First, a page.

published : 2023-08-21
Looming Controversy Over the Uproot of Ancient Christian Mosaic Near Site of Prophesied Armageddon for Exhibition in the US
Megiddo Mosaic's proposed loan to Washington’s Museum of the Bible provokes outcry; implications of this move set to unravel
An ancient Christian mosaic, located near the prophesied site of Armageddon, is stirring a controversy among archaeologists, posing a challenging question: Should it be upheaved and loaned to a U.S. museum criticized for previous acquisition practices?
Israeli officials, amid intensifying ties between Israel and U.S. evangelical Christians, are deliberating this very prospect.
The proposed loan to Washington's Museum of the Bible puts a spotlight on Israel's growing reliance on evangelicals for political backing, tourism revenue, and more.
The Megiddo Mosaic originates from what's perceived to be the oldest Christian prayer hall globally, discovered during a 2005 salvage excavation tied to an Israeli prison's planned expansion.
Harbored within a compound circumscribed by a white steel fence topped with barbed wire, it lies at an ancient crossroads just a mile south of Tel Megiddo.
In Christian belief, it is the prophesied site where the final battle between good and evil, Armageddon, is destined to unfold, at the backdrop of the Second Coming.
The Israel Antiquities Authority (IAA) is set to decide on the mosaic's relocation after counsel from an advisory team.
The IAA posits that extracting the mosaic from its current location would shield it from imminent construction at the prison site.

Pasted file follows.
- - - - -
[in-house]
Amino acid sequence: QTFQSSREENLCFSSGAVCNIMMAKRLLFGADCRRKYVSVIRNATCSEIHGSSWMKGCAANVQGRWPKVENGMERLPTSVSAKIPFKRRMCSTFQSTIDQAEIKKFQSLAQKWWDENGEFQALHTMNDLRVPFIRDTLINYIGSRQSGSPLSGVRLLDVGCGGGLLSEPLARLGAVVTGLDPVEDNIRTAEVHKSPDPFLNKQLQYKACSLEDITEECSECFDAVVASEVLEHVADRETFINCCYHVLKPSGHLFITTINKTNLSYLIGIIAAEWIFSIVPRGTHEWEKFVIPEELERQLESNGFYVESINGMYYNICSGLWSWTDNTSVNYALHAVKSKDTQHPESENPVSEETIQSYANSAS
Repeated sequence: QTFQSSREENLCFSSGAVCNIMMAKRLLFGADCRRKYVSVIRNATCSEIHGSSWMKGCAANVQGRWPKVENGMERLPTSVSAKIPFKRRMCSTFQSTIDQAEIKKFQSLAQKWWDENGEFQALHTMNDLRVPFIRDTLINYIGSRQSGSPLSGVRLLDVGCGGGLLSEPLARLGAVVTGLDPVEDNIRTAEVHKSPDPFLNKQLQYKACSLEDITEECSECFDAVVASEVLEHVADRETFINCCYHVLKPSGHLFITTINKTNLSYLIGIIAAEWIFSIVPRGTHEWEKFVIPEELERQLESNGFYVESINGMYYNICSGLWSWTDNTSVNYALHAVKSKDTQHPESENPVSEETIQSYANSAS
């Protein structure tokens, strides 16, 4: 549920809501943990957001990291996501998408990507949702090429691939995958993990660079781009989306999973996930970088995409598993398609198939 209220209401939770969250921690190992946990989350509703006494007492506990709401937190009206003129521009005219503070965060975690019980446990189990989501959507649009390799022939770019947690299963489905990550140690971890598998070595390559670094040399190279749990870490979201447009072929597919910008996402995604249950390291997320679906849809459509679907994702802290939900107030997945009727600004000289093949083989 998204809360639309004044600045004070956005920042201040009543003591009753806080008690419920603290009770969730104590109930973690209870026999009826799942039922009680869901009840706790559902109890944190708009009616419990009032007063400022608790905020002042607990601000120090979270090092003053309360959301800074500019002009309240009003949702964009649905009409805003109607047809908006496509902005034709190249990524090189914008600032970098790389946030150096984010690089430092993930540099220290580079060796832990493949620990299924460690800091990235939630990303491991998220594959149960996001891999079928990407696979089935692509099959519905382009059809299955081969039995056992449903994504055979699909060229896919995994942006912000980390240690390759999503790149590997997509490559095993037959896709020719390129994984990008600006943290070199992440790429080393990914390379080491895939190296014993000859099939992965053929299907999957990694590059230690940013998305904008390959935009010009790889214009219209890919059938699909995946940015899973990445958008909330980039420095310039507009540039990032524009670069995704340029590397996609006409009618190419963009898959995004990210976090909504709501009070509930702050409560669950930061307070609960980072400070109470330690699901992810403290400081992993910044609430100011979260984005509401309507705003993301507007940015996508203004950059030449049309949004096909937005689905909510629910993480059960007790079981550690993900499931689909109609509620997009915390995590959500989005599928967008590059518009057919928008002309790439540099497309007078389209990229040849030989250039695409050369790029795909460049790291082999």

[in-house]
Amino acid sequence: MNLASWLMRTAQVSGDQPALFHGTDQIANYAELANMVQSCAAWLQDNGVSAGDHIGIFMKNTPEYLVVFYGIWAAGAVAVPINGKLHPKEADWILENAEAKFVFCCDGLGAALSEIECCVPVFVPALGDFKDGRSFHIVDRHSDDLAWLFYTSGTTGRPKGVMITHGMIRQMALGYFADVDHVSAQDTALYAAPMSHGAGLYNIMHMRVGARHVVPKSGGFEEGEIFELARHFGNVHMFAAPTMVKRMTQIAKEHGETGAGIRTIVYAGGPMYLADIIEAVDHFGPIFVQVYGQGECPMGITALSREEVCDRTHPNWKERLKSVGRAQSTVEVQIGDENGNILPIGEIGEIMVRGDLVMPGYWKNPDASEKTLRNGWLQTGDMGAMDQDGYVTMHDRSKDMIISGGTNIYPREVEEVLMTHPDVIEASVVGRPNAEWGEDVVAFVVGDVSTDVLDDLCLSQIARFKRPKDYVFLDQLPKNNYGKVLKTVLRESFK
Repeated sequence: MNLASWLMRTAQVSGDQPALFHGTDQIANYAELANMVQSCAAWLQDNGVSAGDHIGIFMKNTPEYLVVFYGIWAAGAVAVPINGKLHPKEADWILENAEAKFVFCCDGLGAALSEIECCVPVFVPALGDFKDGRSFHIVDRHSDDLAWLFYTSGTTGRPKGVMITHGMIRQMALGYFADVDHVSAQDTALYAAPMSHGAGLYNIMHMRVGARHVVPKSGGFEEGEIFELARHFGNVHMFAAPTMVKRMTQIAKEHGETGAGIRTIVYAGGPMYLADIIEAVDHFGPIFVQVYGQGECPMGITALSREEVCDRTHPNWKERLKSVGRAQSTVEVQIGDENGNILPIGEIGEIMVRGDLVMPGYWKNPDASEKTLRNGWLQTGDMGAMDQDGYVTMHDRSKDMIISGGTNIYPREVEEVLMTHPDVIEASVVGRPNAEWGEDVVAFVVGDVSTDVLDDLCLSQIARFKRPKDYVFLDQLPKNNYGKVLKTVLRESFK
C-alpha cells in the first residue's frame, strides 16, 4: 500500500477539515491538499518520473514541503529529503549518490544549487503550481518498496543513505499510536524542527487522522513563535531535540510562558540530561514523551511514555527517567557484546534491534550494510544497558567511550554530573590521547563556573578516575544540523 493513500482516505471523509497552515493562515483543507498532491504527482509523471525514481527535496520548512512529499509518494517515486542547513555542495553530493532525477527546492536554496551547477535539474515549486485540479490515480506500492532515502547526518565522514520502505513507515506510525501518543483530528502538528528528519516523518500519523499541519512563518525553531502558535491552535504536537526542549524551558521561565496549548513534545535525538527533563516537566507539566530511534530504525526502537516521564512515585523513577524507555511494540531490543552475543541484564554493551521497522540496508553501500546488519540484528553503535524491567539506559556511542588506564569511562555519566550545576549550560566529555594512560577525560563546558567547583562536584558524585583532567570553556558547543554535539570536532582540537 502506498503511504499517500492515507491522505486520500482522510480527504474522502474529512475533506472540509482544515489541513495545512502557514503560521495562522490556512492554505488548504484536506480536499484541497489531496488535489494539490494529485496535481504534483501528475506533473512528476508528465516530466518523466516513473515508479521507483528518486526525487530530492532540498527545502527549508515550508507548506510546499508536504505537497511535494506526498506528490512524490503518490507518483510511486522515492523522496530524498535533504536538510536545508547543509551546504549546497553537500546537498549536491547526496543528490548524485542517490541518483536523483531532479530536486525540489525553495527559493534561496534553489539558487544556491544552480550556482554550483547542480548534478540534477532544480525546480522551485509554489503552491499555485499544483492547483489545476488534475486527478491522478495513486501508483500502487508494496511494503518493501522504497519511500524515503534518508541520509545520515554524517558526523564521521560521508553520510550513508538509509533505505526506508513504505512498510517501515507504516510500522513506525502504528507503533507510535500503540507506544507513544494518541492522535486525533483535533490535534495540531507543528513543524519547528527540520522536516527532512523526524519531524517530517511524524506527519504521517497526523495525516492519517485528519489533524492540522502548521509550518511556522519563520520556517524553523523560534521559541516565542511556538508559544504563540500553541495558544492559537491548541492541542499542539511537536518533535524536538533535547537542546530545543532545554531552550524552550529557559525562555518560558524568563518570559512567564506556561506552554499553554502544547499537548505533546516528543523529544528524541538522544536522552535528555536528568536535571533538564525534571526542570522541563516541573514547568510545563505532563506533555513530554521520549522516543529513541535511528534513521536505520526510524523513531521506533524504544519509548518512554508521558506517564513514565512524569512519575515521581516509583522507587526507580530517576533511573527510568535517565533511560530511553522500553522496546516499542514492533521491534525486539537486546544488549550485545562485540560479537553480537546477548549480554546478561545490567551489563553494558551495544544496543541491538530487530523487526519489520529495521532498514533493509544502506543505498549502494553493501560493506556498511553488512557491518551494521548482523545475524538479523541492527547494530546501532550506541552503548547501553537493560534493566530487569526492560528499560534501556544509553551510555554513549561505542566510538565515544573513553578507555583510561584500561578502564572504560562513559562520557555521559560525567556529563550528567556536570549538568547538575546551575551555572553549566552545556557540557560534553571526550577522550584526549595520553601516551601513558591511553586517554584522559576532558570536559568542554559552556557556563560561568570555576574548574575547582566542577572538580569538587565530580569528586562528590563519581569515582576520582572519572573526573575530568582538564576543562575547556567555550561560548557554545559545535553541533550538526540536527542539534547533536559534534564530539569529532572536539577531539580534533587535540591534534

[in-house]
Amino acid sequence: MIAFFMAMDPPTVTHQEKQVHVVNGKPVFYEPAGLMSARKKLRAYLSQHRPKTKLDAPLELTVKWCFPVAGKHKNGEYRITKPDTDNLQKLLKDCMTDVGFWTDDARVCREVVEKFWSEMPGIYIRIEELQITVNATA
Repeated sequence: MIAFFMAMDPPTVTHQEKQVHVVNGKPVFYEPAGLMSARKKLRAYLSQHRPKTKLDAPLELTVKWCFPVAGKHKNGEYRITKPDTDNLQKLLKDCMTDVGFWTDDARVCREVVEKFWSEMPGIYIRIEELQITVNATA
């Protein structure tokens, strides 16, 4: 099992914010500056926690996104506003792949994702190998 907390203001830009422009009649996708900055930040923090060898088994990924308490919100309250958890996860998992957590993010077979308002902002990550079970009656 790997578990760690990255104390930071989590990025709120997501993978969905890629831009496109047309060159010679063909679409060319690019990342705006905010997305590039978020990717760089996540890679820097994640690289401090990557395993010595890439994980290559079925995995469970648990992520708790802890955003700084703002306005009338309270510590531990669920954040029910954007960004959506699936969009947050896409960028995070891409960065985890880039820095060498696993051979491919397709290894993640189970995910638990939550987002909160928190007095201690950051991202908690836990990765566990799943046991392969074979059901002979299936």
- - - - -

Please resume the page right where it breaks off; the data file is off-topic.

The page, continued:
Despite having the final say on the loan, Jeffrey Kloha, the Museum of the Bible’s chief curatorial officer, extends a warm welcome to such an emblematic piece of history.
Heated outcry from the academic community surrounds the thought of dislodging the Megiddo Mosaic, further ignited by the idea of its display at the Museum of the Bible.
Doubts loom over the premature extraction of the mosaic before the completion of academic study, and fears of the mosaic potentially losing its historical context to cater to an ideological narrative are expressed.
Despite these criticisms, the Museum of the Bible proudly asserts its commitment to preserving history and is prepared to face cultural heritage issues.
The mosaic, believed to date back to the third century — before the Roman Empire's official conversion to Christianity — bears Greek inscriptions, among them an offering 'To God Jesus Christ.'
The controversial loan, if approved, will affirm ties between Israel and the evangelical-backed museum.
The museum, embroiled in past controversies over illegal ownership of artifacts and forgery allegations, sponsors archaeological digs in Israel and plans to feature IAA archaeologists in a lecture series.
Growing support for Israel among evangelicals, who interpret Israel's establishment as biblically prophesied, facilitates significant contributions and tourism.
Israeli politicians seem to accept this support despite discomfort over certain evangelical beliefs.
Currently, the mosaic lies hidden beneath the Megiddo Prison grounds, but plans to convert the area into a tourist attraction are underway.
Doubts and skepticism surround the prism of removing and relocating the mosaic.
Experts emphasize the loss of context once an artifact is removed from its actual location, the risk of appropriation by a foreign power, and equate the proposed action with colonial extraction of archaeological discoveries.
Despite these concerns, a decision is expected to be made that could significantly impact the mosaic’s future and its historical legacy.